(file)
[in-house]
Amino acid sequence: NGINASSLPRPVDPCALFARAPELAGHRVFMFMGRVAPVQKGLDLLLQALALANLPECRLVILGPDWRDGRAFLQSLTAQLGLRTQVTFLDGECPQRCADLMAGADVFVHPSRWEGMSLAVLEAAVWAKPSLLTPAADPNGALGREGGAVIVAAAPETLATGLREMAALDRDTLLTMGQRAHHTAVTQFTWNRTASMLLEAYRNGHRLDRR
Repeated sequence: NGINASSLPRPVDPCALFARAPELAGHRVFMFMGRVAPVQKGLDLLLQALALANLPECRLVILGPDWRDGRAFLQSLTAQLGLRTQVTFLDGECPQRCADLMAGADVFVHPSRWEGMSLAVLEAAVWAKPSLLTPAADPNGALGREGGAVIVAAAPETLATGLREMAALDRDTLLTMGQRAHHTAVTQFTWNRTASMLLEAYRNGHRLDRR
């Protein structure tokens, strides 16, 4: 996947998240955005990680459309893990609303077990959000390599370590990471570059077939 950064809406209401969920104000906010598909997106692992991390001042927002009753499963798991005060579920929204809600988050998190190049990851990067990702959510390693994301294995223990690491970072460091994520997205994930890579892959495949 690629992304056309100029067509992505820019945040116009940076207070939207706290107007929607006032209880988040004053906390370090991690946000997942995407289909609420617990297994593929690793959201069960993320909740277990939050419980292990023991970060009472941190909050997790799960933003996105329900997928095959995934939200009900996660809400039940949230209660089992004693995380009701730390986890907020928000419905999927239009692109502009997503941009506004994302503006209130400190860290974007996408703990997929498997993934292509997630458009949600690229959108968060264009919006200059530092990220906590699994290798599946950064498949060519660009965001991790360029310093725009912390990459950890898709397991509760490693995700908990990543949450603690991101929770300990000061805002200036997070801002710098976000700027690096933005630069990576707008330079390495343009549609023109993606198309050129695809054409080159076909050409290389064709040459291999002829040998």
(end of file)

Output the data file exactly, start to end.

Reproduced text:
[in-house]
Amino acid sequence: NGINASSLPRPVDPCALFARAPELAGHRVFMFMGRVAPVQKGLDLLLQALALANLPECRLVILGPDWRDGRAFLQSLTAQLGLRTQVTFLDGECPQRCADLMAGADVFVHPSRWEGMSLAVLEAAVWAKPSLLTPAADPNGALGREGGAVIVAAAPETLATGLREMAALDRDTLLTMGQRAHHTAVTQFTWNRTASMLLEAYRNGHRLDRR
Repeated sequence: NGINASSLPRPVDPCALFARAPELAGHRVFMFMGRVAPVQKGLDLLLQALALANLPECRLVILGPDWRDGRAFLQSLTAQLGLRTQVTFLDGECPQRCADLMAGADVFVHPSRWEGMSLAVLEAAVWAKPSLLTPAADPNGALGREGGAVIVAAAPETLATGLREMAALDRDTLLTMGQRAHHTAVTQFTWNRTASMLLEAYRNGHRLDRR
């Protein structure tokens, strides 16, 4: 996947998240955005990680459309893990609303077990959000390599370590990471570059077939 950064809406209401969920104000906010598909997106692992991390001042927002009753499963798991005060579920929204809600988050998190190049990851990067990702959510390693994301294995223990690491970072460091994520997205994930890579892959495949 690629992304056309100029067509992505820019945040116009940076207070939207706290107007929607006032209880988040004053906390370090991690946000997942995407289909609420617990297994593929690793959201069960993320909740277990939050419980292990023991970060009472941190909050997790799960933003996105329900997928095959995934939200009900996660809400039940949230209660089992004693995380009701730390986890907020928000419905999927239009692109502009997503941009506004994302503006209130400190860290974007996408703990997929498997993934292509997630458009949600690229959108968060264009919006200059530092990220906590699994290798599946950064498949060519660009965001991790360029310093725009912390990459950890898709397991509760490693995700908990990543949450603690991101929770300990000061805002200036997070801002710098976000700027690096933005630069990576707008330079390495343009549609023109993606198309050129695809054409080159076909050409290389064709040459291999002829040998």